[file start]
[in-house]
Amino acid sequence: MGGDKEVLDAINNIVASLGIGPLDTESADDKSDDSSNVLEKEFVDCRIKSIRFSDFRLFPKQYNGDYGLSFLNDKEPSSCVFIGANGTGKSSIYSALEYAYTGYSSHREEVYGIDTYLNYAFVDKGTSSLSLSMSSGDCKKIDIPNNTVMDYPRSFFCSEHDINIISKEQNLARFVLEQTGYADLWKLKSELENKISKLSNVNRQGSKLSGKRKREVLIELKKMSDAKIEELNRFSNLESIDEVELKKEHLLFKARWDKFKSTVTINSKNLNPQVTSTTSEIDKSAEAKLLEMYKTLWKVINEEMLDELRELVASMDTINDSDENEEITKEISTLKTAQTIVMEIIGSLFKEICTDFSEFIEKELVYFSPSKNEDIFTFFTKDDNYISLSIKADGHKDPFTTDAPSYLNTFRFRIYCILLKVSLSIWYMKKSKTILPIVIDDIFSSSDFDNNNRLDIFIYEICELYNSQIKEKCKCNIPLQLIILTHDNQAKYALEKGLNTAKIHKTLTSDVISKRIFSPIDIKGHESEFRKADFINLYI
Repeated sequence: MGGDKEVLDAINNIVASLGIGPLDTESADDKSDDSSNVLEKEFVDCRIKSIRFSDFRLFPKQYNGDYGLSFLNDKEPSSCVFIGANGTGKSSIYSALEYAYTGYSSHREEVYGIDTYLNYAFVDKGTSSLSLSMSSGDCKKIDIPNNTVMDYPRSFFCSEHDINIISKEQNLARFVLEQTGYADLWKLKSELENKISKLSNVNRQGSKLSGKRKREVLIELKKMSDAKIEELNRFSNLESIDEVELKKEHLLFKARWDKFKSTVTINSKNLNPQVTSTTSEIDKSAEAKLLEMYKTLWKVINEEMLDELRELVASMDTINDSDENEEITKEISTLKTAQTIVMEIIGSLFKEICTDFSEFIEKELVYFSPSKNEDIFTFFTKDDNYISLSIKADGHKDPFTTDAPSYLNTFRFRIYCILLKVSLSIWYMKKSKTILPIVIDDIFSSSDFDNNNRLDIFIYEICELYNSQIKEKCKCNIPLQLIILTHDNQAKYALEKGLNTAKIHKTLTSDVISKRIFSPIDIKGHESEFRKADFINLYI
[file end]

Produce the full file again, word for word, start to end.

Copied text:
[in-house]
Amino acid sequence: MGGDKEVLDAINNIVASLGIGPLDTESADDKSDDSSNVLEKEFVDCRIKSIRFSDFRLFPKQYNGDYGLSFLNDKEPSSCVFIGANGTGKSSIYSALEYAYTGYSSHREEVYGIDTYLNYAFVDKGTSSLSLSMSSGDCKKIDIPNNTVMDYPRSFFCSEHDINIISKEQNLARFVLEQTGYADLWKLKSELENKISKLSNVNRQGSKLSGKRKREVLIELKKMSDAKIEELNRFSNLESIDEVELKKEHLLFKARWDKFKSTVTINSKNLNPQVTSTTSEIDKSAEAKLLEMYKTLWKVINEEMLDELRELVASMDTINDSDENEEITKEISTLKTAQTIVMEIIGSLFKEICTDFSEFIEKELVYFSPSKNEDIFTFFTKDDNYISLSIKADGHKDPFTTDAPSYLNTFRFRIYCILLKVSLSIWYMKKSKTILPIVIDDIFSSSDFDNNNRLDIFIYEICELYNSQIKEKCKCNIPLQLIILTHDNQAKYALEKGLNTAKIHKTLTSDVISKRIFSPIDIKGHESEFRKADFINLYI
Repeated sequence: MGGDKEVLDAINNIVASLGIGPLDTESADDKSDDSSNVLEKEFVDCRIKSIRFSDFRLFPKQYNGDYGLSFLNDKEPSSCVFIGANGTGKSSIYSALEYAYTGYSSHREEVYGIDTYLNYAFVDKGTSSLSLSMSSGDCKKIDIPNNTVMDYPRSFFCSEHDINIISKEQNLARFVLEQTGYADLWKLKSELENKISKLSNVNRQGSKLSGKRKREVLIELKKMSDAKIEELNRFSNLESIDEVELKKEHLLFKARWDKFKSTVTINSKNLNPQVTSTTSEIDKSAEAKLLEMYKTLWKVINEEMLDELRELVASMDTINDSDENEEITKEISTLKTAQTIVMEIIGSLFKEICTDFSEFIEKELVYFSPSKNEDIFTFFTKDDNYISLSIKADGHKDPFTTDAPSYLNTFRFRIYCILLKVSLSIWYMKKSKTILPIVIDDIFSSSDFDNNNRLDIFIYEICELYNSQIKEKCKCNIPLQLIILTHDNQAKYALEKGLNTAKIHKTLTSDVISKRIFSPIDIKGHESEFRKADFINLYI